Remember the sound of a dial-up modem? If so, you probably belong to the generation of people who can still recall a pre-Internet world.
The Internet, at least the modern version we know, turned 25 this year, and its effect on our lives simply cannot be understated. Two-hundred seventy-nine million Americans, (over 85 percent of the US population), now have access to the Internet. Globally, that figure is a staggering 2.9 billion people. In a mere quarter century, the technology has transformed the way humankind works, learns, communicates, shares, connects with one another—and much, much more.
So profound and far-reaching has its impact been that many of us today can’t even recall what life was like before the Internet.
I recently met with writer and artist Douglas Coupland (you know, the guy who wrote Generation X and always seems to be a step ahead of the cultural curve) about his latest book, “Kitten Clone: Inside Alcatel-Lucent.” The book raises some fascinating questions about how the Internet is changing the way we think and behave. While discussing these themes, Douglas and I found ourselves asking each other an interesting question: “Do you remember your pre-Internet self?”
It’s actually a tough thing wrap your mind around, and I had to really stop and think to remember my life pre-Internet.
It turns out that some of my most vivid memories come from a trip I took last year. I went to a tiny rural beach town in Mexico where I spent two weeks in internet minimalism mode. During that time, I learned some important lessons on work-life balance.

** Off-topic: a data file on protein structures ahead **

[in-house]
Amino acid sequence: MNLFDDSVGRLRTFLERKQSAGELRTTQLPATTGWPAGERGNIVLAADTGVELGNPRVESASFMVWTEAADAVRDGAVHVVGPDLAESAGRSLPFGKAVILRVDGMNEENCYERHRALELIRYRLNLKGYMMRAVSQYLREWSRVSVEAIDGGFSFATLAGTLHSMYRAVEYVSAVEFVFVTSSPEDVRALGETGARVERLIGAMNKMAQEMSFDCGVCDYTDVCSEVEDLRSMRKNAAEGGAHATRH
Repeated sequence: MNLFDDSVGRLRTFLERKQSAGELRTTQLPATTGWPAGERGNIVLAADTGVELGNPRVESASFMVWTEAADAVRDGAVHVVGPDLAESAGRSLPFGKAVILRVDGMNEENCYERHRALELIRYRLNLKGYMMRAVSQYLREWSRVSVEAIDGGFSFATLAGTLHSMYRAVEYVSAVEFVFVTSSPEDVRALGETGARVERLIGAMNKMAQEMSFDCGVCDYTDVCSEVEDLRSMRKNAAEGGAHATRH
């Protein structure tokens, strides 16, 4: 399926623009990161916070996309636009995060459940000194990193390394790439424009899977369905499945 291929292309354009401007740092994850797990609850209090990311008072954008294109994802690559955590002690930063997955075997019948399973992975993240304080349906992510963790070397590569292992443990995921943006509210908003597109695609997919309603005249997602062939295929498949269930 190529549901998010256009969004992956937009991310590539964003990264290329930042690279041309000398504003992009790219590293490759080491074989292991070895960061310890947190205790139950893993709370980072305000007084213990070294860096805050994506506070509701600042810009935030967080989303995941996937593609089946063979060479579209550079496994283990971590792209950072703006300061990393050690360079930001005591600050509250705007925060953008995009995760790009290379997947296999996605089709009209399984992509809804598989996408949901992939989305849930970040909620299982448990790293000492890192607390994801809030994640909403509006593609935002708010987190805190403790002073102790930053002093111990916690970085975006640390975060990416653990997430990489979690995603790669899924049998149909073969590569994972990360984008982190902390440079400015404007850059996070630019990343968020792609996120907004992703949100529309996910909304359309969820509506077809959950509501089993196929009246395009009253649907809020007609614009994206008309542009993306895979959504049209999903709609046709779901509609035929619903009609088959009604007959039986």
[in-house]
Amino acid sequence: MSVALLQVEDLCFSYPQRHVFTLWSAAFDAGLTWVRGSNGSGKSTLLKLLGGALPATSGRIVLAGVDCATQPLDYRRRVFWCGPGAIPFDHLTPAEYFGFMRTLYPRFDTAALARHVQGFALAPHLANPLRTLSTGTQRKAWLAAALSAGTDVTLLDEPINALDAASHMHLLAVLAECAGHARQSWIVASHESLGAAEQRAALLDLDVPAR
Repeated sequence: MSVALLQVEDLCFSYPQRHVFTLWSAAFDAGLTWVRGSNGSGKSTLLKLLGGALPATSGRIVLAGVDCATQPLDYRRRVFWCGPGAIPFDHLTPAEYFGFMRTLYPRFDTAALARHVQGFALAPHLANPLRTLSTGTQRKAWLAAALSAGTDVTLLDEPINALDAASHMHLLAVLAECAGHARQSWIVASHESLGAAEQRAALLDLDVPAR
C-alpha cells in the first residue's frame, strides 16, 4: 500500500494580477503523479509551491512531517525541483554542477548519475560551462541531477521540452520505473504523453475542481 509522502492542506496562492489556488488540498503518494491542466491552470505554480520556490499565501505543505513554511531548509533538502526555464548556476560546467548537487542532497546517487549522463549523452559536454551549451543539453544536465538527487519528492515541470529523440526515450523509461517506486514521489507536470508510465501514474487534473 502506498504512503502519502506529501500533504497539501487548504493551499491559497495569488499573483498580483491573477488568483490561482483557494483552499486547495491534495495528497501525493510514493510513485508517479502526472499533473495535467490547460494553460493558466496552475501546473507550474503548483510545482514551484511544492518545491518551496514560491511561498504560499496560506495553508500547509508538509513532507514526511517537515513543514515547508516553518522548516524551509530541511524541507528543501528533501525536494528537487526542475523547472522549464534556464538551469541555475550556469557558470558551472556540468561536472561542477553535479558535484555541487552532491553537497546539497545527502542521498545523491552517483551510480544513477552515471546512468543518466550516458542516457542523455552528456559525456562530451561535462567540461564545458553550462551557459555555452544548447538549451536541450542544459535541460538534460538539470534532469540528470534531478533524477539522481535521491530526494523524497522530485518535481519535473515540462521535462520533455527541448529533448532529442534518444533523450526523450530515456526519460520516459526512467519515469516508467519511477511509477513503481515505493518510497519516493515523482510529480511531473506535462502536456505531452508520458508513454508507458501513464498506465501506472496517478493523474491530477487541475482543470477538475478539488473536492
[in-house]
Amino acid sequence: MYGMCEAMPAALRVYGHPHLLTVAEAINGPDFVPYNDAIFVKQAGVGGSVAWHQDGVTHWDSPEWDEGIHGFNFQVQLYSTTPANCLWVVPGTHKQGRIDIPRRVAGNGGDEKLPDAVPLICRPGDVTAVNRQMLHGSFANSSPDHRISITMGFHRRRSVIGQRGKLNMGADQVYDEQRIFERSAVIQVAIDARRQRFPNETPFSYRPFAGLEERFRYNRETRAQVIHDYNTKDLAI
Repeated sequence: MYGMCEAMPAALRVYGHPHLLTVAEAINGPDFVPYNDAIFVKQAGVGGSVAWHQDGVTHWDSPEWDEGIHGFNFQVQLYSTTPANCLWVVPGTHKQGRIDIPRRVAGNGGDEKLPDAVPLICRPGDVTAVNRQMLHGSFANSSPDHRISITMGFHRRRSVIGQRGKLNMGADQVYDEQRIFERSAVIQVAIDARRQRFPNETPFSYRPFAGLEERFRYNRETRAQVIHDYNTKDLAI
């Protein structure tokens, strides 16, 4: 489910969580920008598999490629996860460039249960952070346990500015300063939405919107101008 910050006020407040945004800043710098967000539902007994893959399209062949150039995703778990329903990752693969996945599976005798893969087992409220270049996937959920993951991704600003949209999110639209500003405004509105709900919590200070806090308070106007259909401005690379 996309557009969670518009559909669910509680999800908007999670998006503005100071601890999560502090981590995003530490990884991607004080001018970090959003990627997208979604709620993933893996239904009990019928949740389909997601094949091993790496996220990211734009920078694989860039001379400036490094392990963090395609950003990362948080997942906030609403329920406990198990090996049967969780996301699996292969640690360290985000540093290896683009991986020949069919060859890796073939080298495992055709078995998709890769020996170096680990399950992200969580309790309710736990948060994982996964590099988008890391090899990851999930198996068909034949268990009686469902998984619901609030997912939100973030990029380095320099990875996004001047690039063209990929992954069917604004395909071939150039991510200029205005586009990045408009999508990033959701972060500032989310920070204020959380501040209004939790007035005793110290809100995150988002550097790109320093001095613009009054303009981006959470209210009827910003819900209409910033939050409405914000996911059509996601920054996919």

More significantly, I also realized it’s important to acknowledge just how powerful and beneficial Internet technology has been to myself and society at large. When you get down to it, the Internet has changed—and in some cases revolutionized—major aspects of our existence: from finance and healthcare to entertainment, shopping, travel, socializing and even romance. On a personal level, the Internet allowed me to become an entrepreneur and start the business that would ultimately become Hootsuite. Deeper still, it’s connected me with events and people halfway around the world at a level that would not have been possible even 30 years ago.
But not everyone seems to agree. You see a lot of people nowadays taking a stand against the constant ‘plugged-in’ lifestyle, arguing that things like the web and social media are making us unhappier, attention deficient, even crazy.
It’s become trendy to leave Twitter and Facebook; there’s even an official Quit Facebook Day. But are people really willing to give it all up and go back to an Internetless world? I’m not so sure. At this point in time, it’s like saying you want to go and live in the jungle without the aid of modern medicine—but what would you really do if you contracted a serious, life-threatening infection while out there?
What about you? Do you remember your pre-internet self? Would you go back to a world without the Internet?
By Ryan Holmes, Hootsuite’s CEO
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